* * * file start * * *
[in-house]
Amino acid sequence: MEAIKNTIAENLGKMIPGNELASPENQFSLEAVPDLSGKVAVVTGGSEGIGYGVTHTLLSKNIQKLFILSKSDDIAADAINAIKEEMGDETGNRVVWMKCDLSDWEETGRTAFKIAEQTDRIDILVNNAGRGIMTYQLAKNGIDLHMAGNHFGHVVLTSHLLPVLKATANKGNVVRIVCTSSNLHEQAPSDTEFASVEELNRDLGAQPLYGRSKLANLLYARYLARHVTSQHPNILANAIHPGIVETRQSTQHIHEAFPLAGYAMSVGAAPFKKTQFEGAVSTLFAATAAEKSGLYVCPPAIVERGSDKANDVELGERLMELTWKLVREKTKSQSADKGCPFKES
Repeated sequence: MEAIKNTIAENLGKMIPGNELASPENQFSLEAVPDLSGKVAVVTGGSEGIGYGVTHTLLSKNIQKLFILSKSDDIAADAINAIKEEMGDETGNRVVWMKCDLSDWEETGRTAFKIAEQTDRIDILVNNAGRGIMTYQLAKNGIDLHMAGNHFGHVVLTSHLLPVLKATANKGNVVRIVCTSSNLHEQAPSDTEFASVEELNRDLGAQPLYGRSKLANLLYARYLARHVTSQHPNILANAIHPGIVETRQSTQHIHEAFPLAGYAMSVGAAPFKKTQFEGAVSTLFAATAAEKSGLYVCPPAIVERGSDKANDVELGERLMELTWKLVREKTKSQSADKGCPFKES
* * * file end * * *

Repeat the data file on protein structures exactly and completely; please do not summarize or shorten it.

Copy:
[in-house]
Amino acid sequence: MEAIKNTIAENLGKMIPGNELASPENQFSLEAVPDLSGKVAVVTGGSEGIGYGVTHTLLSKNIQKLFILSKSDDIAADAINAIKEEMGDETGNRVVWMKCDLSDWEETGRTAFKIAEQTDRIDILVNNAGRGIMTYQLAKNGIDLHMAGNHFGHVVLTSHLLPVLKATANKGNVVRIVCTSSNLHEQAPSDTEFASVEELNRDLGAQPLYGRSKLANLLYARYLARHVTSQHPNILANAIHPGIVETRQSTQHIHEAFPLAGYAMSVGAAPFKKTQFEGAVSTLFAATAAEKSGLYVCPPAIVERGSDKANDVELGERLMELTWKLVREKTKSQSADKGCPFKES
Repeated sequence: MEAIKNTIAENLGKMIPGNELASPENQFSLEAVPDLSGKVAVVTGGSEGIGYGVTHTLLSKNIQKLFILSKSDDIAADAINAIKEEMGDETGNRVVWMKCDLSDWEETGRTAFKIAEQTDRIDILVNNAGRGIMTYQLAKNGIDLHMAGNHFGHVVLTSHLLPVLKATANKGNVVRIVCTSSNLHEQAPSDTEFASVEELNRDLGAQPLYGRSKLANLLYARYLARHVTSQHPNILANAIHPGIVETRQSTQHIHEAFPLAGYAMSVGAAPFKKTQFEGAVSTLFAATAAEKSGLYVCPPAIVERGSDKANDVELGERLMELTWKLVREKTKSQSADKGCPFKES